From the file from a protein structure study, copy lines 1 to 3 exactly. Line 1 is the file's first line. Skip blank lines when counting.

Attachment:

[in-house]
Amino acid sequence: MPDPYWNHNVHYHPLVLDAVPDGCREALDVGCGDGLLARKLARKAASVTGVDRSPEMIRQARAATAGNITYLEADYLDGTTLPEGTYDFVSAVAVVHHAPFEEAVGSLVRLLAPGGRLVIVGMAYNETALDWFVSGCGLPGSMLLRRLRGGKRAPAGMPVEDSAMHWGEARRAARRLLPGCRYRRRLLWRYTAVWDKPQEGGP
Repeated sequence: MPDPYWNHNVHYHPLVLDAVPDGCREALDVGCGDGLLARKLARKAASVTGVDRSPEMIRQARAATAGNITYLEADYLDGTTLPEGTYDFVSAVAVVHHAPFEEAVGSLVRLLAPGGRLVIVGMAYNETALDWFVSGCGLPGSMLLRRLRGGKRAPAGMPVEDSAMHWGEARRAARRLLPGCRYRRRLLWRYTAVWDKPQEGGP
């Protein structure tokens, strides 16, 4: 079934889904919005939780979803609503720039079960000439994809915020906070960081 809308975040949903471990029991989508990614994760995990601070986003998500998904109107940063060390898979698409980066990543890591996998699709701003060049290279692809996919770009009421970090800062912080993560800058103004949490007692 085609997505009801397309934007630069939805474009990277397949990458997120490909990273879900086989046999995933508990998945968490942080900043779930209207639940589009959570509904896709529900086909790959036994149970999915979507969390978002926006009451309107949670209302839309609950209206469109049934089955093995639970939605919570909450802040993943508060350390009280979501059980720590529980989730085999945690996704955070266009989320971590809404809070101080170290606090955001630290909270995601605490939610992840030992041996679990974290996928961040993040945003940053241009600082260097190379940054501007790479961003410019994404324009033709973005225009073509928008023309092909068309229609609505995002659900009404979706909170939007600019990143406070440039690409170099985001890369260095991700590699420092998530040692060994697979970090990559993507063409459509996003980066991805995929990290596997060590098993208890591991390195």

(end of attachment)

[in-house]
Amino acid sequence: MPDPYWNHNVHYHPLVLDAVPDGCREALDVGCGDGLLARKLARKAASVTGVDRSPEMIRQARAATAGNITYLEADYLDGTTLPEGTYDFVSAVAVVHHAPFEEAVGSLVRLLAPGGRLVIVGMAYNETALDWFVSGCGLPGSMLLRRLRGGKRAPAGMPVEDSAMHWGEARRAARRLLPGCRYRRRLLWRYTAVWDKPQEGGP
Repeated sequence: MPDPYWNHNVHYHPLVLDAVPDGCREALDVGCGDGLLARKLARKAASVTGVDRSPEMIRQARAATAGNITYLEADYLDGTTLPEGTYDFVSAVAVVHHAPFEEAVGSLVRLLAPGGRLVIVGMAYNETALDWFVSGCGLPGSMLLRRLRGGKRAPAGMPVEDSAMHWGEARRAARRLLPGCRYRRRLLWRYTAVWDKPQEGGP